Before there was reality television, there was something better. It was called Stupor. And, it still is. Stupor, now about 15 years old, continues to be, a wonderful little, toilet-tank-sized zine filled with the stories of real, or at least somewhat real, American men and women. It’s curated and published by my dear friend Steve Hughes, who collects the fascinating stories of the American dream gone wrong as he makes his way through the bars of southeast Michigan. His genius comes through in the translation between oral history and written word, as he distills the essence of the story, and brings sharp focus to the elements that matter. He kind of blurs the line between fiction and non-fiction in the process, and in so doing creates wonderful, little, poetic vignettes that are often almost impossible to forget. If you have never had the pleasure of experiencing Stupor, you’ll have a chance starting this Saturday evening at Hamtramck’s Design 99, where a new Stupor-inspired show will be opening.
STUPOR: A Retrospective of Bad Ideas
Runs from March 7 – May 2
Opening Saturday, March 7, 8-11 PM
Reading Saturday, April 25, 7-9 PM
I just sent Steve five questions by way of email. Following are his responses.
Who are you?
I’m Steve Hughes. I’m 42. I live in Hamtramck. I have for 14 years. When I’m not building stuff, or doing stuff with the kids, or cleaning up the trail of their messes, or sleeping, I’m a writer. I write Stupor magazine. I’m on my 29th issue.
Stupor is a collection of stories. True stories. As in the Talking Heads movie, True Stories. I listen to people talking all the time. When a story sticks with me, I write it down. Stupor is this place for me to retell what I hear while I’m waiting, working or loafing at the bar, or loafing in general. The stories aren’t transcriptions but they’re not exactly fictions either. They’re something in between. Hybrids. I describe them in the beginning of each issue as coming to me in a skeletal form. I put skin on them. In the last two years, I’ve enlisted artists to layout the magazine. The last 11 issues were cut and pasted, illustrated, and assembled by 9 artists. I gave each one about 6 stories and some minimal instructions, and let them run with it. The issues have become a place for the artists to explore their own ideas. In a way it’s created a cool sort of community. For sure, it gives the readers an opportunity to check out an artists rendering, interpretation, or comment on the stories they’re reading. It’s cool.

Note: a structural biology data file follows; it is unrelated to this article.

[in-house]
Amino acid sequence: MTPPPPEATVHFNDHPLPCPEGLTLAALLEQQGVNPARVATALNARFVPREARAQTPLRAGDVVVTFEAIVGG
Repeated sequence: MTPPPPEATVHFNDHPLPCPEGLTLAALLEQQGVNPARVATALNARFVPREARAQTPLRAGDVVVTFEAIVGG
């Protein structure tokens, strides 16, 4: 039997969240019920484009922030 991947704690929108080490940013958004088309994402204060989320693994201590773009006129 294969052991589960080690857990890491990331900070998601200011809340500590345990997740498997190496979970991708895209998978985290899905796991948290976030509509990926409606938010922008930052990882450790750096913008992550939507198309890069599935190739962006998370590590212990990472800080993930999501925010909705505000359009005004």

What should I expect to see at the show?
The show opening Saturday is an opportunity to check out the Stupors and see some work by the artist’s who have been integral in creating the most recent issues. Artists include Kamil Antos, Lisa Anne Auerbach, Mitch Cope, Jeff Karolski, Teresa Petersen, Gina Reichert, Chris Riddell, and Clint Snyder. They’ll have work on the walls. There’s also some 3-D and some installation. All the work connects with Stupor.
Is it true that you’re 7 year old son’s zine about his dead dog sold more copies that Stupor at the last Shadow Art Fair?
It’s true that my son’s magazines are superior. Do you think it might also be true that Ypsi chicks love a good dead dog story?
What are your three favorite places in Hamtramck?
Besides my house, my three favorite Hamtramck spots include Bakers Street Car Bar for budget pizza and beer, less than $10 bucks before tip for a pitcher and a large pie. Alladin Sweets on Connant is great for Bangladeshi food, especially at the all you can eat lunch buffet. And Design 99, which has created a center for the community of artists in the area. Every city needs a Design 99.
Is your brother Greg on Facebook? I saw a picture of him from around 1993 on there a few days ago, and I wanted to let him know.
No, I don’t think my brother is on Facebook. So maybe send me the picture.
This photo, which I referred to in my last question, was taken by Janet Larson in about 1993, during the birthday party of her son, Miles. That’s Miles in the center. The fellow to the left, I believe, is Greg Hughes. At least he has his posture and hair. The fellow on the right is Dan Richardson. At the time, Dan and I were in the band Prehensile Monkey-tailed Skink together, along with Peter Larson, the father of Miles, and Matt Krizowsky. Greg, at that point in time, played for The Monarchs.
OK, I’m off to work on a new zine about dead dogs.
[Tonight’s post is dedicated to all the U.S. banks taking bailout money, and the hundreds of subsidiaries they operate in the Cayman Islands for the purposes of avoiding U.S. taxes. We salute your patriotism.]